Assessing the threat to the Asset and Wealth Management sector

The Asset and Wealth Management (AWM) sector plays a vital role in managing the world’s financial capital, and is estimated to be worth USD 145 trillion by 2025.1 It is this level of wealth that attracts cyber criminal threat actors, making financially motivated crime the top threat facing AWM organisations.

We've recently seen private equity firms targeted by ransomware operations, like DoppelPaymer against a US organisation and Maze against a French organisation. Both cases involved the exfiltration of sensitive data from the victims’ networks prior to the encryption of their files.

This reflects a growing trend by ransomware actors of using the threat to expose stolen data on their “leak sites” to increase the level of coercion on victims to pay the attackers’ ransom demands. This also means that victims of such an attack must add the regulatory impact of a ransomware-leveraged data breach to the disruption caused by system outages caused by the malware itself.

Cyber security threats facing the AWM sector

The significant funds managed by the AWM sector are likely to attract those seeking direct monetary gain, where high-value fraud attempts via business email compromise (BEC) and ransomware attacks remain popular attack vectors. The ‘cyber’ element of such attacks allows them to be conducted with lower risk and higher reward. Increasingly, cyber criminals are working towards more targeted attacks, choosing larger and more lucrative targets, and spending more time learning about their victims to increase their chances of success.

With rising costs and new players in the market, the increasing competition in the AWM sector is also putting pressure on individual organisations to survive – and incentivising criminal behaviour. Traditional methods of industrial espionage have now shifted over to the cyber domain. Knowledge of future transactions, for example, could result in large financial gain for rival firms or individuals operating in the same market. Similarly, proprietary data such as investment research, predictive models and algorithms are likely to carry a high value to competitors.

The FinTech revolution has also broadened the threat landscape and opened up new avenues for attack. An increasingly interconnected environment has created opportunities for threat actors to move across victim networks. As the sector looks to develop and embrace new technologies, innovative research in this area is likely to be highly sought after, giving those in a competitive scenario a market edge.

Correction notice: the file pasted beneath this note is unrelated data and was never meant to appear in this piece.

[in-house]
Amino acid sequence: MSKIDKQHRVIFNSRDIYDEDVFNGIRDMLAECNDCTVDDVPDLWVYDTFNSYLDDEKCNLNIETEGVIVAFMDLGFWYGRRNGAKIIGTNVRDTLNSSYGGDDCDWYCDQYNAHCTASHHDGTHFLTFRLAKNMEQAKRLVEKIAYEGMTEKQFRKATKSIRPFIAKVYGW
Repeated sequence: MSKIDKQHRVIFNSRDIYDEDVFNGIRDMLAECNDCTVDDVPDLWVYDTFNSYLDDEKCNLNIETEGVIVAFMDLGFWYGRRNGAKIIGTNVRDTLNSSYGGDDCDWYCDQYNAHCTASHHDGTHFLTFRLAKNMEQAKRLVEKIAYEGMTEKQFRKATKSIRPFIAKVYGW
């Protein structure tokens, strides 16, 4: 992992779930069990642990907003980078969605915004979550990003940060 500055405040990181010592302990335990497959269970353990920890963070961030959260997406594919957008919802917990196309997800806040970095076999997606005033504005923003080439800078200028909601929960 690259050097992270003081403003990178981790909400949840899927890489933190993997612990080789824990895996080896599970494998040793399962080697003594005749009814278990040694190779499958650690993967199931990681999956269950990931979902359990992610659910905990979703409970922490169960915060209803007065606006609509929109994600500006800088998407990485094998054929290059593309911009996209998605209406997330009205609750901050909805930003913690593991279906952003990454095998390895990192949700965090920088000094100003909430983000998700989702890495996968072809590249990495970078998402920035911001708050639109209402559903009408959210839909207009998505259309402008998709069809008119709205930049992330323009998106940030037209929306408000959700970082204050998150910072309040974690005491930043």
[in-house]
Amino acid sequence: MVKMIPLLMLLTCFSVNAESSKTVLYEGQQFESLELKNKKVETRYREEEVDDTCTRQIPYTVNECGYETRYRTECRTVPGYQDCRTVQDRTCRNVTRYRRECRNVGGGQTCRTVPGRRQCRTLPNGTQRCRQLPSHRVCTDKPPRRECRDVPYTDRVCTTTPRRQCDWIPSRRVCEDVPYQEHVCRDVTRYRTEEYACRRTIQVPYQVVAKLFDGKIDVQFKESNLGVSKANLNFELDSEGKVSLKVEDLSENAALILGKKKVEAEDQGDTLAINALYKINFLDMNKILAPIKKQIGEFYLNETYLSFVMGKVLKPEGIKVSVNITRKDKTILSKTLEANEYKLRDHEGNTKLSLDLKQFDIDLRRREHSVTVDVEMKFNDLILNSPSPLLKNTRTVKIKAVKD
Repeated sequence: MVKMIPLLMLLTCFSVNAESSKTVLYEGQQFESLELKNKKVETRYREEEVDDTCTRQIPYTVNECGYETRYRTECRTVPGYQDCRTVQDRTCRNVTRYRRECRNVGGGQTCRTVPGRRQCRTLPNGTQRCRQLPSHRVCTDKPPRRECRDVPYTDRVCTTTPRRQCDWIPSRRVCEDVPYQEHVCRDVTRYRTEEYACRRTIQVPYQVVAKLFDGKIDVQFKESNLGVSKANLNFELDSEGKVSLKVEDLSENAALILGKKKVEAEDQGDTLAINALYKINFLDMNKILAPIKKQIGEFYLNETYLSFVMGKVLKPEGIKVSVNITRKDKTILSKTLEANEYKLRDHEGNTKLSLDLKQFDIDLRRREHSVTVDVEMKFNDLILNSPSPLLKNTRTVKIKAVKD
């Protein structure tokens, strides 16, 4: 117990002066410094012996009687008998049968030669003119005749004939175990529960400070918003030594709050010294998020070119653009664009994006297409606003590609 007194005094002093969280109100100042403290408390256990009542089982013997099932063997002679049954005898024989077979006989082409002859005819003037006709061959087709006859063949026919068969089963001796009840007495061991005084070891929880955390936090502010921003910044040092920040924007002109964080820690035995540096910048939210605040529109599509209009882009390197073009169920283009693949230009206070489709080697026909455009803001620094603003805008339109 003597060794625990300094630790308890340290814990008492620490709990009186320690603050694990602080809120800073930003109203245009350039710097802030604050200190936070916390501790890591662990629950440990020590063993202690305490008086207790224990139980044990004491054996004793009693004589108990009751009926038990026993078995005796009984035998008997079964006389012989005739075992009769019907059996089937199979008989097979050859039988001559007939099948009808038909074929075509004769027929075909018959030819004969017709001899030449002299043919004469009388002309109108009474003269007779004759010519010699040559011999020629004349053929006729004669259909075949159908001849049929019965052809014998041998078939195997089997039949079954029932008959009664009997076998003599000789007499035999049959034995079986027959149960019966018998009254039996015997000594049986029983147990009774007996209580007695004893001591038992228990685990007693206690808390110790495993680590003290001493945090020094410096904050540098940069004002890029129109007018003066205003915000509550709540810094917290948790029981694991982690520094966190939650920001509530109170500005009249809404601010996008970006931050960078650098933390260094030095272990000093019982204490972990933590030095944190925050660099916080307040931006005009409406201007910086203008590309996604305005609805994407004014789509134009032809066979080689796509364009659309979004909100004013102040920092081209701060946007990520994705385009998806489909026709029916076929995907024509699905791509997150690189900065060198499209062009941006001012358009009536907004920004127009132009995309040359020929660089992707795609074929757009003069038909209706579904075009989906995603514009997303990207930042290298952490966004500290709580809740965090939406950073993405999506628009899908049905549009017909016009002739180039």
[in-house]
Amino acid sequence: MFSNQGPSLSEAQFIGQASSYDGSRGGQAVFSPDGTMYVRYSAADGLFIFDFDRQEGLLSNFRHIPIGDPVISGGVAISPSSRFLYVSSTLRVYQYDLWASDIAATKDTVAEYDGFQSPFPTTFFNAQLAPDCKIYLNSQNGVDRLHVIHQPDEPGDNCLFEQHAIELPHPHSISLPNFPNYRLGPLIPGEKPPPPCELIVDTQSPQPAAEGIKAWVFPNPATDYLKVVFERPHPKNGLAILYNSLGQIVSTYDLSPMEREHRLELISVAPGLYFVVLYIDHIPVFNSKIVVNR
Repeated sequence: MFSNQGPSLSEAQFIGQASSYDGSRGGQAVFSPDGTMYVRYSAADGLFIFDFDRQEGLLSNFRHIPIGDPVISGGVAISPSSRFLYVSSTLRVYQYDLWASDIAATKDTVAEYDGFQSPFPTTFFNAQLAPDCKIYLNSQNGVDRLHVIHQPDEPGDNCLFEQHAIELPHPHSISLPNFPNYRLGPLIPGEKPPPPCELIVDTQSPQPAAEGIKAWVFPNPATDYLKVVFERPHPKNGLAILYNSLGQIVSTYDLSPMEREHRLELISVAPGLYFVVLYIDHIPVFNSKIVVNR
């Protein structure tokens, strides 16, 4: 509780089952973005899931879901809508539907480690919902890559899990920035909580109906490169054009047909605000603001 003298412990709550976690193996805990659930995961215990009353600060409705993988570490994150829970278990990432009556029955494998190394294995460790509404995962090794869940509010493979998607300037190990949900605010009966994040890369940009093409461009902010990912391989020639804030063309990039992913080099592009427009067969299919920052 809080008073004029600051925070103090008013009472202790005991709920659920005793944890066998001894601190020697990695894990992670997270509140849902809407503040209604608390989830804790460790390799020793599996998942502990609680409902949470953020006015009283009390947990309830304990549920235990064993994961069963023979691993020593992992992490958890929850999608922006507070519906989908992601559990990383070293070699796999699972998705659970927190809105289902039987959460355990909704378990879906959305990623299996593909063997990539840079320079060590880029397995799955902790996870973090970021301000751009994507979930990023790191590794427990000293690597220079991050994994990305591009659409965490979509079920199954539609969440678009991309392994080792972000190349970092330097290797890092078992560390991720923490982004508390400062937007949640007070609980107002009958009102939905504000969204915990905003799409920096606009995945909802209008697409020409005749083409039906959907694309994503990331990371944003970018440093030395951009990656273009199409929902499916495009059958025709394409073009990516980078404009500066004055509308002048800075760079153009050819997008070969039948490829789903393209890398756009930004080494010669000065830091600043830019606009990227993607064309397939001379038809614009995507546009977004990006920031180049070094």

What methods are threat actors using?

BEC attacks are one of the most popular methods used to target investors. In this specialised form of spearphishing, threat actors attempt to imitate a real person in order to trigger payment into an account under its control. We have observed a rise in targeted BEC attacks in recent years, making use of extensive social engineering techniques to coerce victims into making payments. The most sophisticated attempts involve the hijacking of a legitimate email account, making it difficult to differentiate fraudulent transactions from the legitimate ones. In May 2020, a Norwegian investment fund was targeted by a threat actor impersonating a microfinance institution, successfully managing to divert USD 10 million in “funding” from the victim.2

Ransomware is also an increasingly prominent threat, with the operators behind some of the most prevalent ransomware families updating their tactics to steal information from victims, in addition to encrypting files. The perceived wealth of the sector combined with its handling of sensitive data makes AWM organisations a prime target for this type of attack. We do not recommend that organisations pay a ransom demand unless there is a threat to life, since there is no guarantee that encrypted data will be recovered or stolen data deleted. This payment also funds the continued activity of cyber criminals.

The theft of sensitive data can take many forms. Access to email accounts, for example, could provide a wealth of information on sensitive business operations. However, the theft of more specialist datasets such as future transactions, investment models and algorithms, often requires access and knowledge specific to the organisation's environment. As such, many historical incidents affecting the sector have often been enabled by an insider element.

Knowing which cyber threats are relevant to a given sector is an important step toward strategically directing investment in appropriate defences. Analysis of how these threats would navigate your organisation’s infrastructure can help to identify the gaps that exist in your security controls, and enable you to tailor your preparation efforts appropriately.

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